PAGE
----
Aspen Ideas: Female-run companies see ‘remarkable trend’
The Aspen Times
When Eileen Fisher was young, her father told her that he could not help pay for college because he needed to save money to invest in her younger brother’s education.
“It seemed OK at the time,” the soft-spoken retail powerhouse and namesake of her half-a-billion dollar clothing company said Monday before a packed ballroom at the Hotel Jerome.
Fisher, who would go on to support herself through college waiting tables, led a talk titled, “Want to Make Money? Invest in Women” as part of the Aspen Ideas Festival alongside Shark Tank venture capitalist Kevin O’Leary, Microsoft executive Peggy Johnson and “Honeyfund” co-founder Sara Margulis.
In the U.S. marketplace, women own 11.6 million businesses and growth in this sector since 1997 has increased by 114 percent, which is 2.5 times the national average, the program states. Despite that female-founded businesses regularly outperform firms started by men, male-led firms are more likely to receive start-up funding.
The brainchild behind the discussion, O’Leary said his investment company noticed a “remarkable” trend the past seven years working with start-ups.
In every metric of a return on an investment — be it the internal rate of return or the return of capital — O’Leary said, “The majority of our returns came from companies run by women.”
“And this is agnostic to geography or sector of the economy.”
Upon examining these start-ups’ quarterly sales forecasts, O’Leary found that male-run companies achieve their financial goals about 65 percent of the time, while female-managed firms reach their targets about 95 percent of the time.
Women, more so than men, will often adjust these projections with time, in order to set more realistic expectations, O’Leary said. The way in which a more accurately predicted sales forecast translates to higher returns is tied to company morale.
“In a private company that is constantly hitting its goals, the culture slowly shifts,” O’Leary said.
He equated this to playing basketball on a team during a winning season: “Nobody wants to get traded.”
With little to no turnover at these “winning” companies, less disruption equals more consistent cash flows, O’Leary said, and the returns are “significantly higher.”
His disclaimer shortly after: “I’m not into gender warfare. I would give money to a goat.”
In terms of male and female business practices, the panel also explored discrepancies in communication style and decision-making between genders.
Noting Fisher’s “mild-mannered” temperament, O’Leary questioned how she operates her business and makes decisions on a daily basis.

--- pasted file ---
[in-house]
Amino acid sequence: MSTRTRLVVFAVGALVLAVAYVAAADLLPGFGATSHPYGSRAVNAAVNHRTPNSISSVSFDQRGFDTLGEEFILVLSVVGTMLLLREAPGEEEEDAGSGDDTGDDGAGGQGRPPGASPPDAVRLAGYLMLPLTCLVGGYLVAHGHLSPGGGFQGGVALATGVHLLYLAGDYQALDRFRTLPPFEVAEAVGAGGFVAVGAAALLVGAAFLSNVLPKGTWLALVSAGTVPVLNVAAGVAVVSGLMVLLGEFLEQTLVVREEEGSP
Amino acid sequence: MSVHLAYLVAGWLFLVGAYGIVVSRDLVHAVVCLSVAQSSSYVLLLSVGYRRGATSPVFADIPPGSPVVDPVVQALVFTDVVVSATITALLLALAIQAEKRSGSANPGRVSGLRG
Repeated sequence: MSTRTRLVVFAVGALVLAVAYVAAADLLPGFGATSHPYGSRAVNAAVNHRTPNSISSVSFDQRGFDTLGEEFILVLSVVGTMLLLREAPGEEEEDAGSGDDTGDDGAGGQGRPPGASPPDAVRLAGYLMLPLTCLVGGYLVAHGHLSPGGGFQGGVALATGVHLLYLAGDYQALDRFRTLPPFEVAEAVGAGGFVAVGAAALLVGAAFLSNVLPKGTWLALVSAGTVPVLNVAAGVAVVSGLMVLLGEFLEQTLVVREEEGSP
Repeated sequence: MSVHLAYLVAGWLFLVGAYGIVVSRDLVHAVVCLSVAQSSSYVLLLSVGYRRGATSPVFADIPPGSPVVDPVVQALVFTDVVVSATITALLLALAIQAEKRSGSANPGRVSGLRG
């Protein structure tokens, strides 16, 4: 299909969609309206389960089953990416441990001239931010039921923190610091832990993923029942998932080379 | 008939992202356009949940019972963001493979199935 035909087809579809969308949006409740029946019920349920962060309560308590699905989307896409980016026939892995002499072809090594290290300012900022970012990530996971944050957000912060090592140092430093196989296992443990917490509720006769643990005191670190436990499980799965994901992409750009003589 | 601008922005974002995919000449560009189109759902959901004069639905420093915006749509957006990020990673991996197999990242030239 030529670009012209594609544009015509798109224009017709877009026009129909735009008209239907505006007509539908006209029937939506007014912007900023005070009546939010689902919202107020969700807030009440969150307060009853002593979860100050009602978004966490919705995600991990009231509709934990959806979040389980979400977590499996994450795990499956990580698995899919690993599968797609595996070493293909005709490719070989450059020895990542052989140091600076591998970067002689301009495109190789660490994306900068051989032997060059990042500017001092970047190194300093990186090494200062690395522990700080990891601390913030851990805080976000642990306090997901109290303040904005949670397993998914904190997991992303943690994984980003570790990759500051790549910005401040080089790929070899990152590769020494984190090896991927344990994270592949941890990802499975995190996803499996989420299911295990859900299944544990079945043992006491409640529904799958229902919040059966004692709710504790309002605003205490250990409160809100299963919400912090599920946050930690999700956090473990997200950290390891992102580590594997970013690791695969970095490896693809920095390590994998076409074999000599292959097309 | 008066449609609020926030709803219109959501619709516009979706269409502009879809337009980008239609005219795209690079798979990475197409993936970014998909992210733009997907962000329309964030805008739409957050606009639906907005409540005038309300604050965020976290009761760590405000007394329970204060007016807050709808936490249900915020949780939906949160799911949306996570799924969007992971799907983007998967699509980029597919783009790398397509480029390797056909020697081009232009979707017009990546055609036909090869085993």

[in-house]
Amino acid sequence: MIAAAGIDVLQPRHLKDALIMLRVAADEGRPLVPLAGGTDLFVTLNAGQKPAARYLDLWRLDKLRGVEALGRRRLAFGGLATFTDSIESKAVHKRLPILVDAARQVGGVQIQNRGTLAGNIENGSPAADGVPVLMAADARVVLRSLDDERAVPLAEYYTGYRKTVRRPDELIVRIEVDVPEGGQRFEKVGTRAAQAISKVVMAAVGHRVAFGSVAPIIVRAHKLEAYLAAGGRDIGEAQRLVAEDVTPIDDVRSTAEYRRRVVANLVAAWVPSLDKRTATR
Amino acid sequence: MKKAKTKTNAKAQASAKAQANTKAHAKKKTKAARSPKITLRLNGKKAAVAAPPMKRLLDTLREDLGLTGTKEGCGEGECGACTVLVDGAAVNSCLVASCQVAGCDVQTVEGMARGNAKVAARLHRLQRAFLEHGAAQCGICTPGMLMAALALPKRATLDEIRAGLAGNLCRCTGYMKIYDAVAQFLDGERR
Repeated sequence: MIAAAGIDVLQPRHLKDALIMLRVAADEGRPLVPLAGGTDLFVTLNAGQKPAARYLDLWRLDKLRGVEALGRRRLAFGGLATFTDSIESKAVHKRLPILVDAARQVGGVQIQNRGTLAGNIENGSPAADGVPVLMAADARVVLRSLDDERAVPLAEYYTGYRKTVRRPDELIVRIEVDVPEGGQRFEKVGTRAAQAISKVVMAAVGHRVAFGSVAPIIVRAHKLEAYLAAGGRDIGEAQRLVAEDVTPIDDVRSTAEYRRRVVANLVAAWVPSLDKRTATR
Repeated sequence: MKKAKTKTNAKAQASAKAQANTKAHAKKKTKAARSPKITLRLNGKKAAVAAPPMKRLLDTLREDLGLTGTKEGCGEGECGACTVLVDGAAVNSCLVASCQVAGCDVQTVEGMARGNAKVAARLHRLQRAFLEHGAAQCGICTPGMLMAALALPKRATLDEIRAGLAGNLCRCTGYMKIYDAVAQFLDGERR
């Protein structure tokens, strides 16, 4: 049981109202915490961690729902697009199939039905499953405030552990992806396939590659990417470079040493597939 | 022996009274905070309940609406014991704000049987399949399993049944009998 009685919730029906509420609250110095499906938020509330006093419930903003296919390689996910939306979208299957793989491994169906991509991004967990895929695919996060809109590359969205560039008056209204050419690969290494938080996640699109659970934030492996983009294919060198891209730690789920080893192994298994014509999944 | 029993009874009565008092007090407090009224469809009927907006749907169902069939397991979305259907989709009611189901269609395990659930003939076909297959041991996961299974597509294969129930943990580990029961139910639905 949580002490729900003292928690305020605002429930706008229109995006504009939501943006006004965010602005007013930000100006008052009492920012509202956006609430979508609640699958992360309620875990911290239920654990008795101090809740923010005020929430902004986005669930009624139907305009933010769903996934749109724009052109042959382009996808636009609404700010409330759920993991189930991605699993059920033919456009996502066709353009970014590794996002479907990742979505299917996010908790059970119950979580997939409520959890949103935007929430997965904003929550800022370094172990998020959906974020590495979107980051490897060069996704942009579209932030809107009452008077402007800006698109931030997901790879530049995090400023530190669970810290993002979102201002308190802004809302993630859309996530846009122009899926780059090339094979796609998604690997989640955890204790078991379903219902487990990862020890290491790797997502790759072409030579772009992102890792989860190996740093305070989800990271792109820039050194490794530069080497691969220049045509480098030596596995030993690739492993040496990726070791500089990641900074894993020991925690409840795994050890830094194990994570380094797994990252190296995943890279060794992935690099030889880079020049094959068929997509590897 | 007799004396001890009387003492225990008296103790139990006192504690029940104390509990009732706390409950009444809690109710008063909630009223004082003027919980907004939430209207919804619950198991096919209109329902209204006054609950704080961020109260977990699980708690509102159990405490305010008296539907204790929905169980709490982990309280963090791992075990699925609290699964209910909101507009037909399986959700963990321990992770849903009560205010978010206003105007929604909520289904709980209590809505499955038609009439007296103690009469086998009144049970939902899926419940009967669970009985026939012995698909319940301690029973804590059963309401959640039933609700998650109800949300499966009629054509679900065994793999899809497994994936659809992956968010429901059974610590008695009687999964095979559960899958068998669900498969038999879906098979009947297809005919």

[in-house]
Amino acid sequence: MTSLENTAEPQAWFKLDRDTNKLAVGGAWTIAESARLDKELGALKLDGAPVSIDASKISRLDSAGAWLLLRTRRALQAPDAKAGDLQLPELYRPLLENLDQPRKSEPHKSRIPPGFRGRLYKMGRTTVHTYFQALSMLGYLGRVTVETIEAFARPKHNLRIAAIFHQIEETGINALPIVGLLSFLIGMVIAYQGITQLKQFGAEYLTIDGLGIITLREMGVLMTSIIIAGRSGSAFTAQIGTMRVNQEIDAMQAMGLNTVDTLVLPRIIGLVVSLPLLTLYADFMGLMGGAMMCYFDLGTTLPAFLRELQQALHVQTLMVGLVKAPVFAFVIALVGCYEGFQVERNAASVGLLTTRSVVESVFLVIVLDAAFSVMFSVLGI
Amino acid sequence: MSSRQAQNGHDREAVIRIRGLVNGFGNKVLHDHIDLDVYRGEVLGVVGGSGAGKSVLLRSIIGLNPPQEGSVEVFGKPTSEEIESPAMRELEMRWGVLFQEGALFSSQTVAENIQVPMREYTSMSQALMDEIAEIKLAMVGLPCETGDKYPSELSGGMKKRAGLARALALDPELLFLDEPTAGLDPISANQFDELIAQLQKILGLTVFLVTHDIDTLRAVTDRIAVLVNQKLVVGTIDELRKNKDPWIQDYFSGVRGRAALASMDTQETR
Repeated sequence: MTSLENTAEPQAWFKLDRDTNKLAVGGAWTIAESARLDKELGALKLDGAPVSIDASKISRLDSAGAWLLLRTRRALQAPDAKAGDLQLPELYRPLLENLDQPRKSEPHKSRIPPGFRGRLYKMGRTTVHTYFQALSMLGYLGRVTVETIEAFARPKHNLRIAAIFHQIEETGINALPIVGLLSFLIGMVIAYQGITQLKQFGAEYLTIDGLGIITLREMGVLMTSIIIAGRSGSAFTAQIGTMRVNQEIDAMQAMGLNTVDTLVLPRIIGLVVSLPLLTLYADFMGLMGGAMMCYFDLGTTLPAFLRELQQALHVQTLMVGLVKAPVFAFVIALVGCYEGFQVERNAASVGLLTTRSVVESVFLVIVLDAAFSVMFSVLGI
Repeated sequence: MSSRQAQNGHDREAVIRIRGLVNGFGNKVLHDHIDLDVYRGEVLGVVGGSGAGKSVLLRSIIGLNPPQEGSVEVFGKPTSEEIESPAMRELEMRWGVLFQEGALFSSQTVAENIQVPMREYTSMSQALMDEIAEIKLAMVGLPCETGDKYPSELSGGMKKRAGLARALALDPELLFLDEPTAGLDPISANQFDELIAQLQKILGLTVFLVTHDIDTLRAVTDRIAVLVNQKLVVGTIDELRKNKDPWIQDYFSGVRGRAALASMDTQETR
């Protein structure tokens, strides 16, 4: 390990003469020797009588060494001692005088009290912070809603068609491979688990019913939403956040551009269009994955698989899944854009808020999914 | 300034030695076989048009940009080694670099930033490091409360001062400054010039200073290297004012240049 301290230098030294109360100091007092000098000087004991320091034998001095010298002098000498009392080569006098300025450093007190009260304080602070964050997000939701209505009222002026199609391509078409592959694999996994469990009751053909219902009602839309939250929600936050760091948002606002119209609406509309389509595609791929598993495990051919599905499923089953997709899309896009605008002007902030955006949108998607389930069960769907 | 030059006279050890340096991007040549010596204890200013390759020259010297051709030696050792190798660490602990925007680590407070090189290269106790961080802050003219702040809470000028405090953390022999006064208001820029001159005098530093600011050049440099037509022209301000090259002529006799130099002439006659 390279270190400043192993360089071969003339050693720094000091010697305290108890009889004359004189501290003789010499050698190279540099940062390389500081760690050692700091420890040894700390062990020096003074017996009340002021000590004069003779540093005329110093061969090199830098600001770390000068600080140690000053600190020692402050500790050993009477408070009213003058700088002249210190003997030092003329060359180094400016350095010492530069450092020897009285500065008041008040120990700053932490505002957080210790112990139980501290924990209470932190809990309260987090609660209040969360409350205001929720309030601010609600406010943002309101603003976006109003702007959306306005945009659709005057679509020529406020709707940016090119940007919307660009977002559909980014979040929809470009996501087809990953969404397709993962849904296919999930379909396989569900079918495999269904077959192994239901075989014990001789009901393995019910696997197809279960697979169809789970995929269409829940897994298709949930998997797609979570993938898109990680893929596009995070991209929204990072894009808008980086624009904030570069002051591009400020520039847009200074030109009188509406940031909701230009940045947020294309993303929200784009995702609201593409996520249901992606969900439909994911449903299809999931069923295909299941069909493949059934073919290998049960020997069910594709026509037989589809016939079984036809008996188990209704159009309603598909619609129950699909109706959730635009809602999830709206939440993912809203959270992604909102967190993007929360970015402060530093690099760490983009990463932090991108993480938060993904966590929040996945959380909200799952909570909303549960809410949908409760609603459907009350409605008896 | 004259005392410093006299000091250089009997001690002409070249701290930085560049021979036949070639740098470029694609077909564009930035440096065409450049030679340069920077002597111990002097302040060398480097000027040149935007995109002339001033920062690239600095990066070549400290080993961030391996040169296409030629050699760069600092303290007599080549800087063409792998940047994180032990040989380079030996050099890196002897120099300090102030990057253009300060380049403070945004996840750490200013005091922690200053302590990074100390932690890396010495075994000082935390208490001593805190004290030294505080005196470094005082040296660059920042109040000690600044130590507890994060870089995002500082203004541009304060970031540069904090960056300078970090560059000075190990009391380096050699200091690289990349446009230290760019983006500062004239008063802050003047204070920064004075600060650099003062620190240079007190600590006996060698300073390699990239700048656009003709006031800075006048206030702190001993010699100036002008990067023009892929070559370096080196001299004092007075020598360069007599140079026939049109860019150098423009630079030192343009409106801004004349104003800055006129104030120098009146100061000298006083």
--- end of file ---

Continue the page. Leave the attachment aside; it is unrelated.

“What are you really like?” he quipped. “Half a billion in business is a real business and there’s a lot of risk every day. How do you do it?”
Along with paying close attention to “the idea and the creative at the center of a business and how that works,” Fisher said she relies on her six-person leadership team to collaborate with on major company decisions.
She said her company’s “deep democracy” decision-making process seeks input from each team member. If a team member is not supportive of an idea, Fisher wants to know what that person needs in order to be on board.
O’Leary was visibly puzzled by this notion, as Margulis pointed out.
Growing up conditioned to listen rather than to speak, Fisher said she learned to turn her weakness into her strength.
“Listening is the way I run my business,” Fisher said. “I think women bring more of that.”
A self-proclaimed introvert who has held several leadership roles in the male-dominated tech world, Johnson recalled a time when she was penalized at work and on her performance reviews for not speaking up or being more assertive.
Johnson said she often considered leaving the industry until one manager shifted the dialogue from highlighting the aggressive traits she lacks to recognizing the positive attributes she brings to the company, such as listening and collaborating well with others.
“Merit is measured differently,” Johnson said.
The question, then, of whether a more subdued style of communication holds women back in corporate America floated between the panelists.
“I think corporate America needs to learn that good listeners are a positive thing to have,” Margulis said, noting the benefit to diversity in leadership and skills.
“Sometimes it’s not the talking, it’s the listening,” Margulis said. “Sometimes it’s not the decision-making, it’s the collaboration.”
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